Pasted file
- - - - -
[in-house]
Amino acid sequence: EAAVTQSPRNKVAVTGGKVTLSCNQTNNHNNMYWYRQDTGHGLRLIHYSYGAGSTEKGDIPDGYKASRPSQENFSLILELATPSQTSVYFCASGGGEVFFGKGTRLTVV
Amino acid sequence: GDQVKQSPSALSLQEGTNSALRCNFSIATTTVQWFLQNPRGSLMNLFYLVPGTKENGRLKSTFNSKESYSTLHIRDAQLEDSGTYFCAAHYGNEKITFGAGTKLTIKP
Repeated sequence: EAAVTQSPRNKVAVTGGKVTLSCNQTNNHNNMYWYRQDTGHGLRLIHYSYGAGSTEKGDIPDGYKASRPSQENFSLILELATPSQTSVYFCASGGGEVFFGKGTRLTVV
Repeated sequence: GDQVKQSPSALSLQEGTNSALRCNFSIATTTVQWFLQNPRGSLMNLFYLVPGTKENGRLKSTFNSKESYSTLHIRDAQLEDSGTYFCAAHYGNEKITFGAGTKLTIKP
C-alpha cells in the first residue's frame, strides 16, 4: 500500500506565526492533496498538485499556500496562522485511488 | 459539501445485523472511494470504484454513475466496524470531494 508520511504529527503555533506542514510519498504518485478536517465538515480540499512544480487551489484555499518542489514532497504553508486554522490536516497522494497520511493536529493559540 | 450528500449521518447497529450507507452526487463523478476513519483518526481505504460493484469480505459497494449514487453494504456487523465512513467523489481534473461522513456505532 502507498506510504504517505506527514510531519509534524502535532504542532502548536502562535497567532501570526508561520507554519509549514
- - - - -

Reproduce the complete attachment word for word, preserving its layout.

[in-house]
Amino acid sequence: EAAVTQSPRNKVAVTGGKVTLSCNQTNNHNNMYWYRQDTGHGLRLIHYSYGAGSTEKGDIPDGYKASRPSQENFSLILELATPSQTSVYFCASGGGEVFFGKGTRLTVV
Amino acid sequence: GDQVKQSPSALSLQEGTNSALRCNFSIATTTVQWFLQNPRGSLMNLFYLVPGTKENGRLKSTFNSKESYSTLHIRDAQLEDSGTYFCAAHYGNEKITFGAGTKLTIKP
Repeated sequence: EAAVTQSPRNKVAVTGGKVTLSCNQTNNHNNMYWYRQDTGHGLRLIHYSYGAGSTEKGDIPDGYKASRPSQENFSLILELATPSQTSVYFCASGGGEVFFGKGTRLTVV
Repeated sequence: GDQVKQSPSALSLQEGTNSALRCNFSIATTTVQWFLQNPRGSLMNLFYLVPGTKENGRLKSTFNSKESYSTLHIRDAQLEDSGTYFCAAHYGNEKITFGAGTKLTIKP
C-alpha cells in the first residue's frame, strides 16, 4: 500500500506565526492533496498538485499556500496562522485511488 | 459539501445485523472511494470504484454513475466496524470531494 508520511504529527503555533506542514510519498504518485478536517465538515480540499512544480487551489484555499518542489514532497504553508486554522490536516497522494497520511493536529493559540 | 450528500449521518447497529450507507452526487463523478476513519483518526481505504460493484469480505459497494449514487453494504456487523465512513467523489481534473461522513456505532 502507498506510504504517505506527514510531519509534524502535532504542532502548536502562535497567532501570526508561520507554519509549514